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Quebec Premier Pauline Marois presents a motion defending absolute majority in any future referendum on Oct. 23, 2013.CLEMENT ALLARD/The Canadian Press

The chances of a 2013 Quebec election declined somewhat as the Parti Québécois government moved Wednesday to downplay expectations of a snap vote.

The Premier and at least three ministers shrugged off the need for an election amid rampant speculation their minority government was considering one.

The Parti Québécois cabinet is set to meet for a two-day retreat where it's expected to map out its political strategy after weeks in which the party has faced at least one major dilemma: Table the controversial values charter as a bill in the legislature this fall, or campaign on it instead?

At the legislature Wednesday, Premier Pauline Marois and several ministers sounded less than desperate to hit that campaign trail.

Marois said she doesn't want an election.

"Maybe the leader of the second opposition wants an election. That's not true in our case," Marois said in response to a question from Coalition Avenir Québec Leader François Legault.

"There are a lot of challenges to overcome in Quebec and that's what we've been working on for a while.

Agriculture Minister François Gendron said the public doesn't want an election. Labour Minister Agnes Maltais said she's not in an electoral frame of mind. And International Relations Minister Jean-Francois Lisée said the PQ's not in a hurry to hit the hustings.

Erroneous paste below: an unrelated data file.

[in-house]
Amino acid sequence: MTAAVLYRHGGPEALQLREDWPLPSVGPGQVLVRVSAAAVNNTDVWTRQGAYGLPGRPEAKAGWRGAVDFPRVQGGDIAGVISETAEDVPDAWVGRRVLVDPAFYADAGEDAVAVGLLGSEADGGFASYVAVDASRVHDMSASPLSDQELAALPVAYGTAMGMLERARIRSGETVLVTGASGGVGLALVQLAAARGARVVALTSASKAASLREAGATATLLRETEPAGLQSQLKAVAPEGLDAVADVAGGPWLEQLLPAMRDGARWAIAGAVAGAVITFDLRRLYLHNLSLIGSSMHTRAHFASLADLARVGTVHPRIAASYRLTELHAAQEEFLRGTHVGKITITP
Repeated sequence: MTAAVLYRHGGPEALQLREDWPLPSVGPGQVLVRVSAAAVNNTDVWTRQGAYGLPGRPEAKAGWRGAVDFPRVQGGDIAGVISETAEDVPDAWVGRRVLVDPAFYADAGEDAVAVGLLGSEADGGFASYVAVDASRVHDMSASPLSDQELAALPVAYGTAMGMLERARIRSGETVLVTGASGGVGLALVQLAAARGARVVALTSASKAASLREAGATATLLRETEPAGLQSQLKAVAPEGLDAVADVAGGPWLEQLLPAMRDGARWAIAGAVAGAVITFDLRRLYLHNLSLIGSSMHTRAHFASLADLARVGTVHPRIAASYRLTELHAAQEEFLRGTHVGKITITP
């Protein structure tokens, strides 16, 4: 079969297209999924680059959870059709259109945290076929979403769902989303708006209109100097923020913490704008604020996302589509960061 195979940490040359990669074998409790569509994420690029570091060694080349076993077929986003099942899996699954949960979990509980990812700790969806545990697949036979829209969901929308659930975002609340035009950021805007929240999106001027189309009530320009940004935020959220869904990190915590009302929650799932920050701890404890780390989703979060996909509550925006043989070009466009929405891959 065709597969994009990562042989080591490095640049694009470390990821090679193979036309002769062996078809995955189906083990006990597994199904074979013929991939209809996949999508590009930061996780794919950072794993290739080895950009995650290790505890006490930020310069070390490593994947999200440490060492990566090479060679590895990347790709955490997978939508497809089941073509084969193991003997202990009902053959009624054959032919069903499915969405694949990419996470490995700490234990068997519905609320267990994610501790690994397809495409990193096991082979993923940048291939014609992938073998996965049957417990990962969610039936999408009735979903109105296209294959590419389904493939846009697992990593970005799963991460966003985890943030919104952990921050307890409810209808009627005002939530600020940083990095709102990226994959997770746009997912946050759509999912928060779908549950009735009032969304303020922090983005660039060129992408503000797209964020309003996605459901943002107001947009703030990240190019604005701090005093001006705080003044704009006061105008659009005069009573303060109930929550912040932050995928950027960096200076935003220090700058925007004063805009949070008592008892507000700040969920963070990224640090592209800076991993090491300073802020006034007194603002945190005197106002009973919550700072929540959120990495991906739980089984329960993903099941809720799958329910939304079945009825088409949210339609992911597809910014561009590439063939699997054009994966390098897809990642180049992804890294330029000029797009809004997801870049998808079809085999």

The PQ was elected just over a year ago with a minority but has recently been coy about whether it might follow the example of Stephen Harper, who ended his own minority government in 2008 in the hope of being elected with a majority.

Marois's former speechwriter, who recently left her office and now blogs about politics, recently said he would be encouraging her to pull the trigger.

"With opponents on the ropes, the economic program solid, the charter project still very popular, the ministerial team battle-tested and a Premier who has found her bearings, yes, I'd advise her to go," Stephane Gobeil wrote on the blog of L'Actualité magazine.

"[But] even when I was an advisor, they didn't always listen to me."

With observers speculating about a possible call for Dec. 9, the PQ's opponents accuse it of preparing to use identity politics to distract from a lacklustre economy.

Polls suggest the PQ's controversial values charter is relatively popular and, although the party trails the Liberals and has a high dissatisfaction rating, it also holds a sizeable lead among the crucial francophone electorate.

Those polls suggest a potential tossup where the PQ could win a majority, remain a minority or lose power altogether.

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